I strongly believe that any sort of chemical or hive manipulation is just interference with natural processes and reduces the nature of the colony to adapt – it’s like a sticking plaster on a wound.

Ranking of responsibility to ensure diseases do not spread is the lowest of all groups (26: 0); keeping bees at lower densities is seen to mitigate the risk of disease spread. They strongly believe wild/feral honeybees have a positive impact on managed honeybees (42: + 3) and believe that honeybees are able to survive outside managed hives (41: -1). Keeping locally bred bees and Amm is supported (37: + 1; 38: + 1), but not through artificial selection. The overall ethos of natural beekeeping is promoted as a more sustainable balance with wild pollinators (35: + 3); allowing honeybees to swarm/die/find their own locations and densities. They are more interested in how things were done in the past and in scientific research (20: 0; 21: 0) than most other groups, are fairly keen to promote their way of beekeeping (24: + 1) and feel strongly about being open to change (23: − 3).

Black bee farmers (n = 4, eigenvalue 2.6, explained variance 12%) enjoy keeping bees (1: + 4, 2: + 3) and are both practically and ideologically focussed, with three of the four united by their desire to selectively breed the European dark honeybee or ‘black bee’ Amm, considered to be native to the UK (38: + 2, although one has more recently been questioning this aim). For all, keeping locally bred bees is important (37: + 3) and they like to experiment hands-on with the bees’ capabilities (9: + 2). Having calm (16: + 3) and productive bees for honey (17: + 3) is also important, along with generating an income (11: + 2), but not at the expense of colony health (29: + 1) or honeybee conservation (36: + 2):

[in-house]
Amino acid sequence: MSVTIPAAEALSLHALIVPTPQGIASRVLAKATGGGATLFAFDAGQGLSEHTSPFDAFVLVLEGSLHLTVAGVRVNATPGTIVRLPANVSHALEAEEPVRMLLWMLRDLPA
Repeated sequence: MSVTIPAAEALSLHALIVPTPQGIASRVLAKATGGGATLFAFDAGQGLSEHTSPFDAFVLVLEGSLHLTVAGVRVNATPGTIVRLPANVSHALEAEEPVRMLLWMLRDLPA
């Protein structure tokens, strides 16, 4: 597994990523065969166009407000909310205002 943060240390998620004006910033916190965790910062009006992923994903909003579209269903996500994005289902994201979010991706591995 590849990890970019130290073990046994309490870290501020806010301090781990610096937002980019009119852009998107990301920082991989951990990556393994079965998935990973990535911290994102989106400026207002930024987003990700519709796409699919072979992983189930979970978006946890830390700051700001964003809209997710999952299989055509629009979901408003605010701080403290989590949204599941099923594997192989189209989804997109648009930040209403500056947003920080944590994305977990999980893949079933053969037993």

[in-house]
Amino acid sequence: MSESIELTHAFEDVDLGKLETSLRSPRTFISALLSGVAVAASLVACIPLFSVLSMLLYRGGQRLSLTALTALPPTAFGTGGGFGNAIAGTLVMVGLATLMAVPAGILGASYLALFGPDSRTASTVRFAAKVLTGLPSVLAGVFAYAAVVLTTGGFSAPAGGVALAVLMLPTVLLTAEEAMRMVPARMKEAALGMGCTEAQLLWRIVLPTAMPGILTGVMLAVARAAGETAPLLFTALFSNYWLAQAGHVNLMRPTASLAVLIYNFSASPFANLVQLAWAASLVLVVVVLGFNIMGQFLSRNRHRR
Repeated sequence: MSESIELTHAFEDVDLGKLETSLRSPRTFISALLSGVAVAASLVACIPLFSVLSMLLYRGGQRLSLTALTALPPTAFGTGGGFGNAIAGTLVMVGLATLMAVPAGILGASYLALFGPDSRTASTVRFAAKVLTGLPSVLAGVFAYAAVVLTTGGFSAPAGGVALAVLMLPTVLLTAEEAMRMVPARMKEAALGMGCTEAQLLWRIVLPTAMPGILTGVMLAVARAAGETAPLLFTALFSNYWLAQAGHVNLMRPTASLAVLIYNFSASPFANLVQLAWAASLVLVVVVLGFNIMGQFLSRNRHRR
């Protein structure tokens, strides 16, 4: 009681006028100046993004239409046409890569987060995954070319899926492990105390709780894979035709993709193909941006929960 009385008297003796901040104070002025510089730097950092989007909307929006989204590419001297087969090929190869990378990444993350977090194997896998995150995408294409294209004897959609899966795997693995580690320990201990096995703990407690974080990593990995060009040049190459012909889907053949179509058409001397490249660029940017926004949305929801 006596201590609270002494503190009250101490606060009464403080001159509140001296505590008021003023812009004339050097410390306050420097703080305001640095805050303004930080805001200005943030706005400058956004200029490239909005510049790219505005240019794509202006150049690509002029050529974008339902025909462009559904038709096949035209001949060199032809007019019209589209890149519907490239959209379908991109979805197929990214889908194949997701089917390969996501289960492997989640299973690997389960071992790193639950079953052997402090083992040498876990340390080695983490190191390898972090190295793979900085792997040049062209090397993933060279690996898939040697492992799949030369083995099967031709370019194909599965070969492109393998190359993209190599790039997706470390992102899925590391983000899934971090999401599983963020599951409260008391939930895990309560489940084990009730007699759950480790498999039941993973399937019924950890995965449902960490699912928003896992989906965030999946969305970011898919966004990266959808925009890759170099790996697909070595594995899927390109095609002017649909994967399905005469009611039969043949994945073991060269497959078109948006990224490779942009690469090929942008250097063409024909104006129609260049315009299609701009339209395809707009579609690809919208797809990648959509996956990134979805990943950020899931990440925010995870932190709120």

To me, keeping the native bee is maintaining longevity of that DNA strand that nature had created for the purposes of the environment which it found itself in … if I’m here for one thing it’s to pass on those genes … and for (humans) to benefit.

In common with the natural beekeepers, they agree that chemicals and hive manipulations reduce genetic fitness (40: + 1), but feel responsible regarding disease spread (26: + 2) so they treat for Varroa prophylactically on productive colonies but only as necessary on breeder colonies:

Part of me thinks (not treating for Varroa) is a brilliant idea, part of me knows I’ve lost 40% before and it’s too high a risk.

This group do not tend to consider wild pollinators (35: − 2) in their beekeeping, due to their focus on conservation of Amm. They seek to promote their way of beekeeping (24: + 3) and prefer to be taught by bees through experience rather than scientific research (21: − 2). In common with other groups, they feel it is important to be open to change (23: − 3).